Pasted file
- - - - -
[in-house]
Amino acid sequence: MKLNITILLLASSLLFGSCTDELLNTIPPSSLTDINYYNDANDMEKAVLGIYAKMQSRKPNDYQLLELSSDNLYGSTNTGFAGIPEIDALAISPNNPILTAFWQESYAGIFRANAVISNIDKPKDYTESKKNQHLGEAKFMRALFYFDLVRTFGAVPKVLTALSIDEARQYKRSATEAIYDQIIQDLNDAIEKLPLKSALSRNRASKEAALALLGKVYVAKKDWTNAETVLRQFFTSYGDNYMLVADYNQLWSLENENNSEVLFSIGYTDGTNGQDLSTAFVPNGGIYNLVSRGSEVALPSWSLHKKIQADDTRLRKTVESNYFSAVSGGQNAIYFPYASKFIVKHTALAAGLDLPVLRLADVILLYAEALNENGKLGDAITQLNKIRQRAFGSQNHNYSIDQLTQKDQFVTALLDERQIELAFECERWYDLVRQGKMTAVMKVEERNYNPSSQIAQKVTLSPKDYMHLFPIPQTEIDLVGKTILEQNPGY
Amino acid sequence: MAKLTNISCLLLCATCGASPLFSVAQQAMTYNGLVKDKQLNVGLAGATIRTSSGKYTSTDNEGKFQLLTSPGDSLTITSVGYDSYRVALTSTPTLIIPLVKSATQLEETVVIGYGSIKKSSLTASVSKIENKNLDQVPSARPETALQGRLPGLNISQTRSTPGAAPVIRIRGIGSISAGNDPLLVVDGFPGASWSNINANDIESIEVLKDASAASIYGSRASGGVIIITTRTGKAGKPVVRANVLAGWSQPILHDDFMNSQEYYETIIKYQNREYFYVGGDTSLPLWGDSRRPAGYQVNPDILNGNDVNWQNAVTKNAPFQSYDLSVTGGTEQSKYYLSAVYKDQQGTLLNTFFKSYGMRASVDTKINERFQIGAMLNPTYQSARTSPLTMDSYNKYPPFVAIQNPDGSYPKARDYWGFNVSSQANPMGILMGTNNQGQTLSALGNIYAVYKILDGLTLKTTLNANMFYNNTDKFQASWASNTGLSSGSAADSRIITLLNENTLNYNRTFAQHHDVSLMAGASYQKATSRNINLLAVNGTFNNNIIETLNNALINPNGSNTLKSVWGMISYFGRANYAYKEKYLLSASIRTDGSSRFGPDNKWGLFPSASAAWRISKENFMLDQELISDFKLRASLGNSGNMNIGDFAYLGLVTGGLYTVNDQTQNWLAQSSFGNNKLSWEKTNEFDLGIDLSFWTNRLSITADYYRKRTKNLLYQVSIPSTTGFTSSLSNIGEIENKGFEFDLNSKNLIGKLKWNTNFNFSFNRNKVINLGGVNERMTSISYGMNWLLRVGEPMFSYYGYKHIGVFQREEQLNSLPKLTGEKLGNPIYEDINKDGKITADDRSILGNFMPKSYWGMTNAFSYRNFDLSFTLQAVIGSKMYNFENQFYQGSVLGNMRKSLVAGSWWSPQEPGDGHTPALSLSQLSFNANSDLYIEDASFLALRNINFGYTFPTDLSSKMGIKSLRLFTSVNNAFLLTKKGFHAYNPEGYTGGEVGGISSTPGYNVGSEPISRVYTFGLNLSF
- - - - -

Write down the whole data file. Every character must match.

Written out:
[in-house]
Amino acid sequence: MKLNITILLLASSLLFGSCTDELLNTIPPSSLTDINYYNDANDMEKAVLGIYAKMQSRKPNDYQLLELSSDNLYGSTNTGFAGIPEIDALAISPNNPILTAFWQESYAGIFRANAVISNIDKPKDYTESKKNQHLGEAKFMRALFYFDLVRTFGAVPKVLTALSIDEARQYKRSATEAIYDQIIQDLNDAIEKLPLKSALSRNRASKEAALALLGKVYVAKKDWTNAETVLRQFFTSYGDNYMLVADYNQLWSLENENNSEVLFSIGYTDGTNGQDLSTAFVPNGGIYNLVSRGSEVALPSWSLHKKIQADDTRLRKTVESNYFSAVSGGQNAIYFPYASKFIVKHTALAAGLDLPVLRLADVILLYAEALNENGKLGDAITQLNKIRQRAFGSQNHNYSIDQLTQKDQFVTALLDERQIELAFECERWYDLVRQGKMTAVMKVEERNYNPSSQIAQKVTLSPKDYMHLFPIPQTEIDLVGKTILEQNPGY
Amino acid sequence: MAKLTNISCLLLCATCGASPLFSVAQQAMTYNGLVKDKQLNVGLAGATIRTSSGKYTSTDNEGKFQLLTSPGDSLTITSVGYDSYRVALTSTPTLIIPLVKSATQLEETVVIGYGSIKKSSLTASVSKIENKNLDQVPSARPETALQGRLPGLNISQTRSTPGAAPVIRIRGIGSISAGNDPLLVVDGFPGASWSNINANDIESIEVLKDASAASIYGSRASGGVIIITTRTGKAGKPVVRANVLAGWSQPILHDDFMNSQEYYETIIKYQNREYFYVGGDTSLPLWGDSRRPAGYQVNPDILNGNDVNWQNAVTKNAPFQSYDLSVTGGTEQSKYYLSAVYKDQQGTLLNTFFKSYGMRASVDTKINERFQIGAMLNPTYQSARTSPLTMDSYNKYPPFVAIQNPDGSYPKARDYWGFNVSSQANPMGILMGTNNQGQTLSALGNIYAVYKILDGLTLKTTLNANMFYNNTDKFQASWASNTGLSSGSAADSRIITLLNENTLNYNRTFAQHHDVSLMAGASYQKATSRNINLLAVNGTFNNNIIETLNNALINPNGSNTLKSVWGMISYFGRANYAYKEKYLLSASIRTDGSSRFGPDNKWGLFPSASAAWRISKENFMLDQELISDFKLRASLGNSGNMNIGDFAYLGLVTGGLYTVNDQTQNWLAQSSFGNNKLSWEKTNEFDLGIDLSFWTNRLSITADYYRKRTKNLLYQVSIPSTTGFTSSLSNIGEIENKGFEFDLNSKNLIGKLKWNTNFNFSFNRNKVINLGGVNERMTSISYGMNWLLRVGEPMFSYYGYKHIGVFQREEQLNSLPKLTGEKLGNPIYEDINKDGKITADDRSILGNFMPKSYWGMTNAFSYRNFDLSFTLQAVIGSKMYNFENQFYQGSVLGNMRKSLVAGSWWSPQEPGDGHTPALSLSQLSFNANSDLYIEDASFLALRNINFGYTFPTDLSSKMGIKSLRLFTSVNNAFLLTKKGFHAYNPEGYTGGEVGGISSTPGYNVGSEPISRVYTFGLNLSF